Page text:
5 top tips to help you keep up with the grandchildren
It’s recently been estimated that grandparents are saving £16 billion year in childcare costs by looking after their grandchildren. It’s not just the parents who are benefiting though, there’s a whole raft of benefits for the Grandmas and Grandpas too as babysitting can help them to stay active and mentally stimulated.
According to a major international study across 10 European countries by King’s College London Institute of Gerontology, “…providing up to 15 hours a week of childcare helps maintain grandparents’ health and wellbeing, even after their previous health, social status and background are taken into account.”
Playing with the grandchildren can improve your fitness, mental health and immune system. By lifting, running, twisting, bending and getting up and down, you can get a great workout without going to the gym. Add in lots of hugs and cuddles and you can decrease stress levels too.
**Here’s five simple exercises which you can do with the kids for improved mobility, strength and heart health.
Go to the park
The park offers lots of ways to get active although I’d avoid the monkey bars unless you’re a regular gym goer and can do pull ups! Pushing the swing can be turned into a great workout for your chest, arms, upper back and shoulders. Stand with a split stance (one front slightly in front of the other) for stability, engage your core muscles* and use both hands to push the swing in a chest press action. Then try pushing the swing with just one arm at a time until the muscles feel tired and then swap. As long as you’re putting in some effort, after 2 minutes you’ll really feel it working.
Pick up the kids
If you have to lift the little ones up onto the swing, or in and out of the car, you’ll know how much strain this can put on your back. Try to get into the habit of using the big muscles in your thighs and bottom to squat down rather than bending over before lifting. When you squat, make sure your legs are hip-width apart and you push your bottom back rather than your knees forward. Check your technique in a mirror and look to see that your knees stay behind the end of your toes. Strong glutes can help improve balance too so this is a win win.
Kick a football
When we’re kids we think nothing of kicking a football around. Sadly as we age we tend to stop doing this until, if we’re lucky, grandchildren come along and we relearn how to do this. What should come naturally may suddenly be a bit of a challenge as kicking a ball requires considerable balance to stand on one leg and kick with the other. It’s often these innocuous kick arounds that lead to tweaking your knee as our connective tissues tend to get stiffer and need far more warming up. Try to do some dynamic stretching before you begin, swinging your leg forward and back as you bend and straighten your knee.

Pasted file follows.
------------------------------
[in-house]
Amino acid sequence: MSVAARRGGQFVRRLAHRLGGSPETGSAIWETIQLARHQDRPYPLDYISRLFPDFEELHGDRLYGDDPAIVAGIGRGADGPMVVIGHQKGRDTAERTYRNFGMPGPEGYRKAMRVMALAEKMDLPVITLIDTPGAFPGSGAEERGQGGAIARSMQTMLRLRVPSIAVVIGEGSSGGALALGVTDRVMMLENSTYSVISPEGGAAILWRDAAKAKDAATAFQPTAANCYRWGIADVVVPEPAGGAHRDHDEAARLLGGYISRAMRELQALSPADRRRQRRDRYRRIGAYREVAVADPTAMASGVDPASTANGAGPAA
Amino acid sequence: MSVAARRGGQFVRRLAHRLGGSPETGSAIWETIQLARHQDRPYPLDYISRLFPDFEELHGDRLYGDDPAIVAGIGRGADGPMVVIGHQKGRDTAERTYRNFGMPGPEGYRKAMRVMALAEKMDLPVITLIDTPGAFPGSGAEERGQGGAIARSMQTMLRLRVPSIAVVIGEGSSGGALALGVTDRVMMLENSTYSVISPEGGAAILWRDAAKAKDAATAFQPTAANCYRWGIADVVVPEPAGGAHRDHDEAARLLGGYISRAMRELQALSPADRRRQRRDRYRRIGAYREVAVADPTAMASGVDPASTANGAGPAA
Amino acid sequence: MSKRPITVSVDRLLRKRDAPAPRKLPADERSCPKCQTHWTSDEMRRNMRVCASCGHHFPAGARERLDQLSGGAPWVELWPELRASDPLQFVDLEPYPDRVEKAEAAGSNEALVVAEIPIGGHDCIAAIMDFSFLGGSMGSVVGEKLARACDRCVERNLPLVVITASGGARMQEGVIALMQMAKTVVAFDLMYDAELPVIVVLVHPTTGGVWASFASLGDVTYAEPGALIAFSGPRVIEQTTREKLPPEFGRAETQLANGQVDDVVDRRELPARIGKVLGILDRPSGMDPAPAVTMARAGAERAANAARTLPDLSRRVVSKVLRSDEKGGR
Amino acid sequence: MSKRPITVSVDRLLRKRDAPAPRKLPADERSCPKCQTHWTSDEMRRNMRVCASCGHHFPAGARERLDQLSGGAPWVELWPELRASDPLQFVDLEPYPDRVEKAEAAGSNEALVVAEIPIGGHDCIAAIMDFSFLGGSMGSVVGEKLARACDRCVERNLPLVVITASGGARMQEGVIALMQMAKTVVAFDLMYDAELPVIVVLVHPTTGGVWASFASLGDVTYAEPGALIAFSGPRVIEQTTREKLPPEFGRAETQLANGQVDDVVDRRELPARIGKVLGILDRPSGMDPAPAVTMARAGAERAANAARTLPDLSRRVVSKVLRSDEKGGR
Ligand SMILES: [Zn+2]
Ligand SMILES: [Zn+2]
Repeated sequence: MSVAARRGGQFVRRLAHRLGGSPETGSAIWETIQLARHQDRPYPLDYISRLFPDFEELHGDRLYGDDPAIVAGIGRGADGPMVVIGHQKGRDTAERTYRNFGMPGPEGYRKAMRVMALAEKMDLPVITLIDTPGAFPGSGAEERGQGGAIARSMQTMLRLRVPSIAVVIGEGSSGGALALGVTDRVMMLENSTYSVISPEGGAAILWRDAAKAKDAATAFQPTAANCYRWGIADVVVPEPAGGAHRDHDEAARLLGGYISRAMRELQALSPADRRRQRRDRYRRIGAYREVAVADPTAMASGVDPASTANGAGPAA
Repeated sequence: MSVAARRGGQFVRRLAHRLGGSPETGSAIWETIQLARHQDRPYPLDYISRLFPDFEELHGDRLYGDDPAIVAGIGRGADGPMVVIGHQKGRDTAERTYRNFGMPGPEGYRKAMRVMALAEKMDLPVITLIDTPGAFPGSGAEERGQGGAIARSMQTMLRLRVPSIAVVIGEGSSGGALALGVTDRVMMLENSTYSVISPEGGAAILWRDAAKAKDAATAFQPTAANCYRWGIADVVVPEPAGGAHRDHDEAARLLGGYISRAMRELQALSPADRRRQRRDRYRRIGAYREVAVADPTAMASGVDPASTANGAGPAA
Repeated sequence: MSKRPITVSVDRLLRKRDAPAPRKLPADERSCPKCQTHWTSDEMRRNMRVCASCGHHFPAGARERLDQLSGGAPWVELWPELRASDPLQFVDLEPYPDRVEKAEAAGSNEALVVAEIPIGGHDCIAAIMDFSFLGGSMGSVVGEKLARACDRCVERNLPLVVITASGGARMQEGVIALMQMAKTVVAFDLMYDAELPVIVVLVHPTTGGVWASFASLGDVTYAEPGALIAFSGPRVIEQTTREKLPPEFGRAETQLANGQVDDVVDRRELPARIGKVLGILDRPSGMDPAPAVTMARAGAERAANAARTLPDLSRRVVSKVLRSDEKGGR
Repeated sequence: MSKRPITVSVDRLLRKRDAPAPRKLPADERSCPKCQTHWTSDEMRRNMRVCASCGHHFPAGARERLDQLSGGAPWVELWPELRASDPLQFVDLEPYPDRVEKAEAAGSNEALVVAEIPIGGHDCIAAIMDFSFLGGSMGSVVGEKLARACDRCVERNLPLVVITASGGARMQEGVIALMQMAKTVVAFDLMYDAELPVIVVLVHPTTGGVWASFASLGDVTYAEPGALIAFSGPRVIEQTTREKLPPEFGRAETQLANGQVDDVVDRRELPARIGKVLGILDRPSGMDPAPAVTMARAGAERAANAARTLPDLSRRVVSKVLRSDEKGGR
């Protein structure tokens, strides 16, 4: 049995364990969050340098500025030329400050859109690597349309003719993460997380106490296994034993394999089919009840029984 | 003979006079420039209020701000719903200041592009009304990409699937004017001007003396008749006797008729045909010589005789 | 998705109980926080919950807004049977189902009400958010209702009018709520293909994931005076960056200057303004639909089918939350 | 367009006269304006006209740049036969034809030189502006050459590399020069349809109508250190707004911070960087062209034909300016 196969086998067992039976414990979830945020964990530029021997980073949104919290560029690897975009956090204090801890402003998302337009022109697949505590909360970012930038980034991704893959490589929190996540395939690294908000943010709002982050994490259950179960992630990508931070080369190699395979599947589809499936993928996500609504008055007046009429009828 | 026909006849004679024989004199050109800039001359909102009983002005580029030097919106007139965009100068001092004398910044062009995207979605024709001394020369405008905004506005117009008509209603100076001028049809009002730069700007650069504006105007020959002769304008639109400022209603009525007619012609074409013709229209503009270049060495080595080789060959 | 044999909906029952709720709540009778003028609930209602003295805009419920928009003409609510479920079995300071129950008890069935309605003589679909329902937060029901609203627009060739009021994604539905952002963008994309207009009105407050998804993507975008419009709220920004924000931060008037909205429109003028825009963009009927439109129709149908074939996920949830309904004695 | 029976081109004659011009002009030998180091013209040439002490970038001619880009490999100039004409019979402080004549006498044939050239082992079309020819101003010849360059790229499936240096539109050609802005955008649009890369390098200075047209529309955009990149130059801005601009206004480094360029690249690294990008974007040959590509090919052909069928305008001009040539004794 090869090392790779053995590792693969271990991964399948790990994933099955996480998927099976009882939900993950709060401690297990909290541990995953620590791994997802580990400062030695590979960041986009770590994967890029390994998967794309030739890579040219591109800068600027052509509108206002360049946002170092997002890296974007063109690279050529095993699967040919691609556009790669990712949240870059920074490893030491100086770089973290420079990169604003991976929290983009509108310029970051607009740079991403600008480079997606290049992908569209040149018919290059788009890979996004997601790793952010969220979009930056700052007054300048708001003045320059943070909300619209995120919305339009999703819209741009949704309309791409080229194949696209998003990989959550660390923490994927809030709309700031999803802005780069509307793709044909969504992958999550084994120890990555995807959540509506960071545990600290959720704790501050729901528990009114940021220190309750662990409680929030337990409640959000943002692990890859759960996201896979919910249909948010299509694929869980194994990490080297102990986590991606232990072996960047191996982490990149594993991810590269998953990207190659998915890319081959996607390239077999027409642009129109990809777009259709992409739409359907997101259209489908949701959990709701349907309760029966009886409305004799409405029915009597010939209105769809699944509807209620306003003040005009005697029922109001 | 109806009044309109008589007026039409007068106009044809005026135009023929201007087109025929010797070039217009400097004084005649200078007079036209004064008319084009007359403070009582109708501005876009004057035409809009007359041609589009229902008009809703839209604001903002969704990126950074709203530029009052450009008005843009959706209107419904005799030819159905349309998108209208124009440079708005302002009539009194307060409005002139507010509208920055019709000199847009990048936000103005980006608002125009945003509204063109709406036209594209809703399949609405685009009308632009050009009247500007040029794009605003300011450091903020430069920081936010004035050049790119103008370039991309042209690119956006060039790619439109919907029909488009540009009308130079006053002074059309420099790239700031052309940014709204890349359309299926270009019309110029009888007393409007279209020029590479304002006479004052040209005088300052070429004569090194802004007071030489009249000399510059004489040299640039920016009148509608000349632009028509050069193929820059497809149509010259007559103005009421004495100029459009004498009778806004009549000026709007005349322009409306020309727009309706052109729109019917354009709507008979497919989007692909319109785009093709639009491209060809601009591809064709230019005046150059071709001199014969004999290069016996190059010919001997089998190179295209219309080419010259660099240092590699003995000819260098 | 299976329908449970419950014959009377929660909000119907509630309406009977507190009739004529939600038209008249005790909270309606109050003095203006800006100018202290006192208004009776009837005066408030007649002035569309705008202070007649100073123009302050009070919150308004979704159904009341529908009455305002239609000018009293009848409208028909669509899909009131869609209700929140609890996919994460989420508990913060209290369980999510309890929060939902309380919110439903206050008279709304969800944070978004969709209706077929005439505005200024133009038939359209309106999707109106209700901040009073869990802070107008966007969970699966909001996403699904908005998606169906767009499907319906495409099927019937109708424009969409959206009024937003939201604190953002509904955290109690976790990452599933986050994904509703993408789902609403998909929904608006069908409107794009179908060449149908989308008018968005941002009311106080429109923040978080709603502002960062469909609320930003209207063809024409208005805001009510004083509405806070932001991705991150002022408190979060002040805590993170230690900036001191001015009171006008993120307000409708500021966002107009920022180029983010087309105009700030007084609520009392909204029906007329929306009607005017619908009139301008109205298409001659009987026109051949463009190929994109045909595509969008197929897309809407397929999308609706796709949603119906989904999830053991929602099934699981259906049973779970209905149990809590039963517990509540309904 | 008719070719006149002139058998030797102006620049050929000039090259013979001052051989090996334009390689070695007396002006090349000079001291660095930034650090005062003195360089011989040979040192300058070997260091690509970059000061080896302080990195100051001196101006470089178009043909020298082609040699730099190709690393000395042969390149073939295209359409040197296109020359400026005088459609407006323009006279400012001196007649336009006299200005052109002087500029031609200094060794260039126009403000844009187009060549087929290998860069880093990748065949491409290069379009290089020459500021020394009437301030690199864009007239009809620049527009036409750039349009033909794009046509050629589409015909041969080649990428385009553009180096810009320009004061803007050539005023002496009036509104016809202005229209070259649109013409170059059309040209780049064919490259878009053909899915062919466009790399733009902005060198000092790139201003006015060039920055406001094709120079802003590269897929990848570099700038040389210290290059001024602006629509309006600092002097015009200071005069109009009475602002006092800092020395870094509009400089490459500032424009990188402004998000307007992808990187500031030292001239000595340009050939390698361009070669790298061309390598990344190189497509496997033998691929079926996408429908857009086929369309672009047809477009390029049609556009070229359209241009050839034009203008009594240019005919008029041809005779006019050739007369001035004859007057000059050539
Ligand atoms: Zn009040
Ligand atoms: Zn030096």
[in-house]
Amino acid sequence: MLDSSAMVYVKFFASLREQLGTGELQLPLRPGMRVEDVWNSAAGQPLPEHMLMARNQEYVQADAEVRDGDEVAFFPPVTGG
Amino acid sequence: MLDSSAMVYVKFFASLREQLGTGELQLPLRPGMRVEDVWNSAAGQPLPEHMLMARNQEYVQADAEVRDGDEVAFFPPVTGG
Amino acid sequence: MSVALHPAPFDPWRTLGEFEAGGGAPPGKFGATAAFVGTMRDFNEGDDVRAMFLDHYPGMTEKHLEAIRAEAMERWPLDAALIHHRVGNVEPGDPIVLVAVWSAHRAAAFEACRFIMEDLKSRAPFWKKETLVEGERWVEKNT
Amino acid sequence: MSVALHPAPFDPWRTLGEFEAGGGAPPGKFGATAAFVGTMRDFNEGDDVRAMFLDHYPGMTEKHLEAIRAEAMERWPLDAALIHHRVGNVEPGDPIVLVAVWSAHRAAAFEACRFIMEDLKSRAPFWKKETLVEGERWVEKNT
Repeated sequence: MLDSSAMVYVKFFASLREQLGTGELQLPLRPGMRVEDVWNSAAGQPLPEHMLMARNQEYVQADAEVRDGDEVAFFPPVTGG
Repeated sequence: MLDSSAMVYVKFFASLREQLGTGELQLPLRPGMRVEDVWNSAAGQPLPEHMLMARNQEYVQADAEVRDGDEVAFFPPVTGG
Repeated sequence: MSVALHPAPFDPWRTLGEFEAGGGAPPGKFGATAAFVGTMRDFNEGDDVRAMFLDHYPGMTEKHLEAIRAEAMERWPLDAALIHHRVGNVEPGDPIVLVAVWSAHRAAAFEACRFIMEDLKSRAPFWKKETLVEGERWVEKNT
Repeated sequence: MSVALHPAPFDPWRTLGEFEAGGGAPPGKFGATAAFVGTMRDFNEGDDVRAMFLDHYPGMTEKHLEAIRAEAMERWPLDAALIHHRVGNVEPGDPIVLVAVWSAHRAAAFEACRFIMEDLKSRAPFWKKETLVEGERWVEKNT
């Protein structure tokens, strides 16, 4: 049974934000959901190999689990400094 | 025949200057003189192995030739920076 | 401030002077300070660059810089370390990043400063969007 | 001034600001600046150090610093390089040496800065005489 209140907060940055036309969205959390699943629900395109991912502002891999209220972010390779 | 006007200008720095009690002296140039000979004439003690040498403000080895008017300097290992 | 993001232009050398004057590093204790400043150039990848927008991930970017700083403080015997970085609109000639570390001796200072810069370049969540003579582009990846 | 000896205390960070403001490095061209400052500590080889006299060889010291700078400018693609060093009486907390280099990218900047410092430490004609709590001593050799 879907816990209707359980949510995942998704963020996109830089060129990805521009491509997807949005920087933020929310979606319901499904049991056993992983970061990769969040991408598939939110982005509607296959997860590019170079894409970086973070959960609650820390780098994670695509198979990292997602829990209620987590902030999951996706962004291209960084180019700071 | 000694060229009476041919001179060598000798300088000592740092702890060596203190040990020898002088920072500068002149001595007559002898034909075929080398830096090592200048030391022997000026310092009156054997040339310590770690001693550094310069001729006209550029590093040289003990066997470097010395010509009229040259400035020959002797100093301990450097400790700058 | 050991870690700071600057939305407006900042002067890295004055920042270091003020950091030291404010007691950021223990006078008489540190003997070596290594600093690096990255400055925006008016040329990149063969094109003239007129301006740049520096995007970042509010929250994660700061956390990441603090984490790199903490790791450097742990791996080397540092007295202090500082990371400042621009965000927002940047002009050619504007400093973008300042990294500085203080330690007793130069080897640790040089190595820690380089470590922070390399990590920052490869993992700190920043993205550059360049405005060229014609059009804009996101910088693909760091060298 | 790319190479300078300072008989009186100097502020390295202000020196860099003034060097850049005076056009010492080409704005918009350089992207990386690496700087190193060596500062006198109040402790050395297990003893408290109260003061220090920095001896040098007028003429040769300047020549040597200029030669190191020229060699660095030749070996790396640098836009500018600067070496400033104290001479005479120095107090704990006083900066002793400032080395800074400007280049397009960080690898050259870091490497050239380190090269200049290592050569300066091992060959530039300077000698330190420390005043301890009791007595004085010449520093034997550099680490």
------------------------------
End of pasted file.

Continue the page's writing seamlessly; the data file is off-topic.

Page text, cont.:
To improve your balance try doing the flamingo by standing on one leg; remember to soften the knee on the supporting leg. You can play this game with the grandchildren too and see who can balance for the longest. This is also great for boosting bone strength, just ensure you hold onto something for support when you first begin.
Chase after them
A real favourite with kids is to play chase or sometimes you simply have to run after them as you react in an instant to danger. As our fast twitch muscles, which we rely on for sudden speed, decline with age so does our ability to do a Usain Bolt! Unless you already jog or run regularly, don’t suddenly start and expect to sprint. Do some practice in your own home, at first do a stationary walk, march or jog on the spot then try to increase the speed for 10 seconds and slow back down again. Bit by bit you’ll get more confident to try this on the move, just make sure you warm up thoroughly before trying to go faster. It’s really important to wear supportive footwear like trainers, don’t go trying to run in flip-flops!
Get on the floor
Kids spend hours playing on the floor and will expect you to join them as they bob up and down effortlessly. If you find you’re starting to huff and puff when getting back up then it’s time to practice. As we lose muscle mass and often strength at an alarming rate after the age of 50, we need to do load-bearing or resistance exercises to counteract this decline. If you have knee problems I’d avoid this one and use resistance bands to improve leg strength instead. If not, bend one leg to kneel down on one knee, then the other. Now get back up without using your hands – place one foot on the floor and push up to stand – you’ll really notice how this works your thigh muscles. Use a mat or do this on a carpeted floor. Build up to do 10 on each leg then when it feels easy increase the number you can do.
You can turn back the clock by doing strengthening exercises at least twice a week. By keeping active at every opportunity you’ll feel fit for action and you can enjoy looking after the grandchildren and not feel exhausted at the end of the day.
*Not sure about how to ‘engage your core’? There’s two ways to do this. Imagine if someone went to punch you in the stomach (obviously not to connect)! You’d automatically brace by contracting your abdominal muscles. This is the sensation you want but just not as extreme – and try not to round your shoulders, just maintain good posture. Another way is to breathe out gently and then draw your belly button in towards your spine – not all the way – notice the difference and hold this slight tension but ensure you don’t hold your breath.
**If you have any health conditions, remember to check with your doctor or a medical practitioner before trying these or any other exercises
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